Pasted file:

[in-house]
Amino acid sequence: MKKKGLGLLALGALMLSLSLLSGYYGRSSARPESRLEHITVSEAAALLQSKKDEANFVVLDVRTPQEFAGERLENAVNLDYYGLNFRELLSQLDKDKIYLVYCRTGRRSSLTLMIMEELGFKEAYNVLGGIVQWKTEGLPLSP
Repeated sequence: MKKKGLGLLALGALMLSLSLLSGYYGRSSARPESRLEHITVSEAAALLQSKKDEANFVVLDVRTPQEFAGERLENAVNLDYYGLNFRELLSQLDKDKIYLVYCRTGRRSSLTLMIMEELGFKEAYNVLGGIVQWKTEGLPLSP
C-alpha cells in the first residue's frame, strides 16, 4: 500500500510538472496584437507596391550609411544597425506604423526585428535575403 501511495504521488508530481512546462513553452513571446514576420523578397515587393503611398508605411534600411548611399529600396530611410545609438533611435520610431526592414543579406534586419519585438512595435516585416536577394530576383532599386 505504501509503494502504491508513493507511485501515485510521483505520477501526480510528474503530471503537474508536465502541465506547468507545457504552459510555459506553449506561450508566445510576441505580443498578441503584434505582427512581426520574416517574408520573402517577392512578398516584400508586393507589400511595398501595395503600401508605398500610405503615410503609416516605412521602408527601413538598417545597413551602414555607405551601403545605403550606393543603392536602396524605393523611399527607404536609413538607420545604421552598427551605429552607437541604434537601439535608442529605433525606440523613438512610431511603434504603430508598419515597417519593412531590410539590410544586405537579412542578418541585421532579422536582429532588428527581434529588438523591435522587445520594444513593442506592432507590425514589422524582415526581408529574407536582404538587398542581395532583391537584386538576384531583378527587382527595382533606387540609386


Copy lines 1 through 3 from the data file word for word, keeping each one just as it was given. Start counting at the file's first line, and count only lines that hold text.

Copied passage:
[in-house]
Amino acid sequence: MKKKGLGLLALGALMLSLSLLSGYYGRSSARPESRLEHITVSEAAALLQSKKDEANFVVLDVRTPQEFAGERLENAVNLDYYGLNFRELLSQLDKDKIYLVYCRTGRRSSLTLMIMEELGFKEAYNVLGGIVQWKTEGLPLSP
Repeated sequence: MKKKGLGLLALGALMLSLSLLSGYYGRSSARPESRLEHITVSEAAALLQSKKDEANFVVLDVRTPQEFAGERLENAVNLDYYGLNFRELLSQLDKDKIYLVYCRTGRRSSLTLMIMEELGFKEAYNVLGGIVQWKTEGLPLSP